Shifting Mindsets: How to Make Culture Change Real

New Mindset PhotoOne of the new roads I drive every day to and from work had been only partially finished for almost a year. There was a good-sized bump in one place. It became a habit to slow down every time I came to the bump. The road is now finished and the bump is gone, but I catch myself applying the brakes even though there is no need to do it anymore. Why does this happen?

The twice-daily repetition and reinforcement created a “bump” mindset. As I learned at a coaching conference some years ago, once the interaction of our thoughts and emotions and the corresponding images we create become routine, a neural network forms, keeping our mindset on “autopilot” that gets stronger with repetition. When the road situation changed, my “bump” mindset needed to be knocked off autopilot so my foot would stay on the gas pedal when approaching where the bump used to be. It is easy to say, but not so easy to do. The good news: once I intentionally gave it some focus, my mindset began to shift.

This simple story illustrates that shifting mindsets is about intentionally creating new neural networks on a personal level so that a desired change can be realized. Everyone needs to have this capability—even more so to keep pace with continual advances in technology and the changes it brings to how we live and work every day. For organizations to make real culture change, shifting the collective mindset is where the change work begins.

On a personal level, some things you can do to make it easier to shift your mindset:

  • When you feel resistance to change, recognize it as the strength of your neural network that makes you feel that way.
  • Stop and notice what is going on in the moment without judgment or discomfort—it will help you prevent old habits from taking over.
  • Give attention to the mindset you want to have, it helps to pull attention away from the mindset that no longer serves you well.
  • Get emotionally engaged in the mindset change you want to make, it will help you learn faster and change your habits easier. Neural networks facilitate not only automatic thoughts and actions, but also emotional reactions. This means changing your mindset involves processing and shifting your feelings behind the mindset, too.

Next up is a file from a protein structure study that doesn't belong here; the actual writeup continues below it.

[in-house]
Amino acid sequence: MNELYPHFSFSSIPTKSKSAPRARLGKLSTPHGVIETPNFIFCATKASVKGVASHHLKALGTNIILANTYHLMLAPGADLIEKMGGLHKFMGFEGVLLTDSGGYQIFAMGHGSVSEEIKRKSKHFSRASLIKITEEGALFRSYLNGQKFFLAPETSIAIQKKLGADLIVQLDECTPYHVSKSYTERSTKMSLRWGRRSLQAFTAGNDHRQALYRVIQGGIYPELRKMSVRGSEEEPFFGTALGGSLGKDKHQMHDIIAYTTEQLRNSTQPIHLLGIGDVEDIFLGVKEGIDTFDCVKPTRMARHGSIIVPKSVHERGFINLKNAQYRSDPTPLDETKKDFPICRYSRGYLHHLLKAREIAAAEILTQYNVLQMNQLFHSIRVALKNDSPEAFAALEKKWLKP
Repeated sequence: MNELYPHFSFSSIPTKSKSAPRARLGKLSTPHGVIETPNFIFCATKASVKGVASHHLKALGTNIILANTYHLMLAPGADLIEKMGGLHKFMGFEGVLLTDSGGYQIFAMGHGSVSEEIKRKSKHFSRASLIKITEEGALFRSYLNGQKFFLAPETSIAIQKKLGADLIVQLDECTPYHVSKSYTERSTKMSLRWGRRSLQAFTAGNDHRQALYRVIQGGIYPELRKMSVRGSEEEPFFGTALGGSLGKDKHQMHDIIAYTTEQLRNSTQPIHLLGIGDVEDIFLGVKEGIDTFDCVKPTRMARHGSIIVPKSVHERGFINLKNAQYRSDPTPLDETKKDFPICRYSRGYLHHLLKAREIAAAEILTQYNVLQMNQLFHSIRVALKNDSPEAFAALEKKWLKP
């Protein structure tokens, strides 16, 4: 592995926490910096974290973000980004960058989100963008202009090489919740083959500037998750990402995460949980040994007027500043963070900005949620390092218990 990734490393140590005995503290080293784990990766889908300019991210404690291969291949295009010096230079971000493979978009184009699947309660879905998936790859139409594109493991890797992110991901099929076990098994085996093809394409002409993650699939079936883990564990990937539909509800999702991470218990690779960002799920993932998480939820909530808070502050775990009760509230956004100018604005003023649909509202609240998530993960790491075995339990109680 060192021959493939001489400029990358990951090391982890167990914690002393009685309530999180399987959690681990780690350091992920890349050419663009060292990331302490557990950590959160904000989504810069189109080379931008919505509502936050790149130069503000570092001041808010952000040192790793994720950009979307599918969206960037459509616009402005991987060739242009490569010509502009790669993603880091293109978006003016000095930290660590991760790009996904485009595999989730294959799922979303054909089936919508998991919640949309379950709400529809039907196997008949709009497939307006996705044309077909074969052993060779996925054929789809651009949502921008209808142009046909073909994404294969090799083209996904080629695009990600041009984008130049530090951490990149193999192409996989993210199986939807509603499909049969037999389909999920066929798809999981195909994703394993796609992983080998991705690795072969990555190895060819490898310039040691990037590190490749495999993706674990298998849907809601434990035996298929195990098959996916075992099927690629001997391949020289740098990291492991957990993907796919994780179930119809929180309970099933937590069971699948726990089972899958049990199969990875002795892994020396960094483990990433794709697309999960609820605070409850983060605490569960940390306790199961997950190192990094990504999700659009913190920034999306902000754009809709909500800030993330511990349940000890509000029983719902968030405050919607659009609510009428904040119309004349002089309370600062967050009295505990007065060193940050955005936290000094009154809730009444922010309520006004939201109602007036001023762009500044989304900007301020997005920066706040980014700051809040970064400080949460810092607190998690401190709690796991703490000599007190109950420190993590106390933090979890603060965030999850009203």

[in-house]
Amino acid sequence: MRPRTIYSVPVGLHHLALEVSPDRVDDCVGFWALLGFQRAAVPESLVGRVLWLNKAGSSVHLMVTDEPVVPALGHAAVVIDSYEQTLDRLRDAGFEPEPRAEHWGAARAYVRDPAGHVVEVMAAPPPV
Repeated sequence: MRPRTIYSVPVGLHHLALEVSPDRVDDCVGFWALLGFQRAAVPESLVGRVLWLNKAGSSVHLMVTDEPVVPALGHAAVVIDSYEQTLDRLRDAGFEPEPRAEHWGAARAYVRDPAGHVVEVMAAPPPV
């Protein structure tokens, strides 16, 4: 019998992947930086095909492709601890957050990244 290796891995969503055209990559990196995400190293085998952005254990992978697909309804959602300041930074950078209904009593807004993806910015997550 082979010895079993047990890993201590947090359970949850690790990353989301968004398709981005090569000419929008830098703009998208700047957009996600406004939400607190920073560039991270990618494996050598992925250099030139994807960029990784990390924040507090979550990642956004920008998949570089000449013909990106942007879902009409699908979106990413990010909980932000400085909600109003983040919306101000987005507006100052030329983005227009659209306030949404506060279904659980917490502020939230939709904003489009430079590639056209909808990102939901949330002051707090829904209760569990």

• If you have a major mindset shift to make, find a smaller and easier shift you can make to get a feel for the work involved.
  • Share with someone the shift you want to make and get their candid feedback on how you are doing.

Organizational leaders who achieve the greatest collective impact approach shifting mindsets in the following ways:

  • Acknowledge that each person comes to an organization with their own thoughts, beliefs, attitudes, and habits. Organizational change begins with individual change.
  • Gather evidence in the form of data, stories, and lessons learned to help others better understand the shifts that are needed.
  • Make sure the repeat behaviors seen in the workplace represent the organization’s expected behaviors. By changing the most critical behaviors, the mindset will follow.
  • Help individuals and teams create new “now vs. then” stories through continuous learning, improvement, and growth opportunities.
  • Use the power of questions to help shift conversations when they go off track or get bogged down. If you sense this may happen in an upcoming meeting, take a few minutes before the meeting to jot down a few questions you could ask to improve the situation or understand it better.
  • Get all levels involved in a new change initiative and develop practices that can be used every day as part of the flow of work to reinforce new mindsets.

Individual and collective mindsets impact how we think about things, how we make sense of situations, how we learn, how we experience the workplace, and how we perform. From a personal and organizational perspective, it takes focused attention to shift the way people think. When organizational leaders show encouragement and give recognition for making the change, it is a whole lot easier for everyone to create new neural networks.

What shift in mindset is needed in your organization? How will it impact your current culture?

Written by:
Kathryn Johnson
Human Capital Advisory Services
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